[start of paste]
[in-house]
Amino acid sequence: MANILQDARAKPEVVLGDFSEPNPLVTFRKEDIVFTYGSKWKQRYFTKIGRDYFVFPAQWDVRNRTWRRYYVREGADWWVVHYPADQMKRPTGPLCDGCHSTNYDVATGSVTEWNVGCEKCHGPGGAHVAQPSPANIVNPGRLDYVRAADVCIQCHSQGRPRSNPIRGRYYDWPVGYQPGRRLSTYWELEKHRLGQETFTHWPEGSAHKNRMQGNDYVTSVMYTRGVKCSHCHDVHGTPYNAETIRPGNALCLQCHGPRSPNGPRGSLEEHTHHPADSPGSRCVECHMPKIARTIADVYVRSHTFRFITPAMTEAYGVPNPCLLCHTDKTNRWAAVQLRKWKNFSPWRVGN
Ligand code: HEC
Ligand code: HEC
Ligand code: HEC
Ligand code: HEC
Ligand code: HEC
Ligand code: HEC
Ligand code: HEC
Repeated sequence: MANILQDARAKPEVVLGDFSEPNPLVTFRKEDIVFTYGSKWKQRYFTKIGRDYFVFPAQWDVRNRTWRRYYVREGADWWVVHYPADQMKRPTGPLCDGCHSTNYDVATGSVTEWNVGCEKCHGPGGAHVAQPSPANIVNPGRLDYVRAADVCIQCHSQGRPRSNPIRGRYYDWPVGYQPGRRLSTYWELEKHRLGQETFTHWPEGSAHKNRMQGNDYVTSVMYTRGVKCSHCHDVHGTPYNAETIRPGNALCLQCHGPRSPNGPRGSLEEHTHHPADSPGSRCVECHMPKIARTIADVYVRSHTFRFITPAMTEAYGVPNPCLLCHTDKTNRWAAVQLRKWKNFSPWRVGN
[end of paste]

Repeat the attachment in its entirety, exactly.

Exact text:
[in-house]
Amino acid sequence: MANILQDARAKPEVVLGDFSEPNPLVTFRKEDIVFTYGSKWKQRYFTKIGRDYFVFPAQWDVRNRTWRRYYVREGADWWVVHYPADQMKRPTGPLCDGCHSTNYDVATGSVTEWNVGCEKCHGPGGAHVAQPSPANIVNPGRLDYVRAADVCIQCHSQGRPRSNPIRGRYYDWPVGYQPGRRLSTYWELEKHRLGQETFTHWPEGSAHKNRMQGNDYVTSVMYTRGVKCSHCHDVHGTPYNAETIRPGNALCLQCHGPRSPNGPRGSLEEHTHHPADSPGSRCVECHMPKIARTIADVYVRSHTFRFITPAMTEAYGVPNPCLLCHTDKTNRWAAVQLRKWKNFSPWRVGN
Ligand code: HEC
Ligand code: HEC
Ligand code: HEC
Ligand code: HEC
Ligand code: HEC
Ligand code: HEC
Ligand code: HEC
Repeated sequence: MANILQDARAKPEVVLGDFSEPNPLVTFRKEDIVFTYGSKWKQRYFTKIGRDYFVFPAQWDVRNRTWRRYYVREGADWWVVHYPADQMKRPTGPLCDGCHSTNYDVATGSVTEWNVGCEKCHGPGGAHVAQPSPANIVNPGRLDYVRAADVCIQCHSQGRPRSNPIRGRYYDWPVGYQPGRRLSTYWELEKHRLGQETFTHWPEGSAHKNRMQGNDYVTSVMYTRGVKCSHCHDVHGTPYNAETIRPGNALCLQCHGPRSPNGPRGSLEEHTHHPADSPGSRCVECHMPKIARTIADVYVRSHTFRFITPAMTEAYGVPNPCLLCHTDKTNRWAAVQLRKWKNFSPWRVGN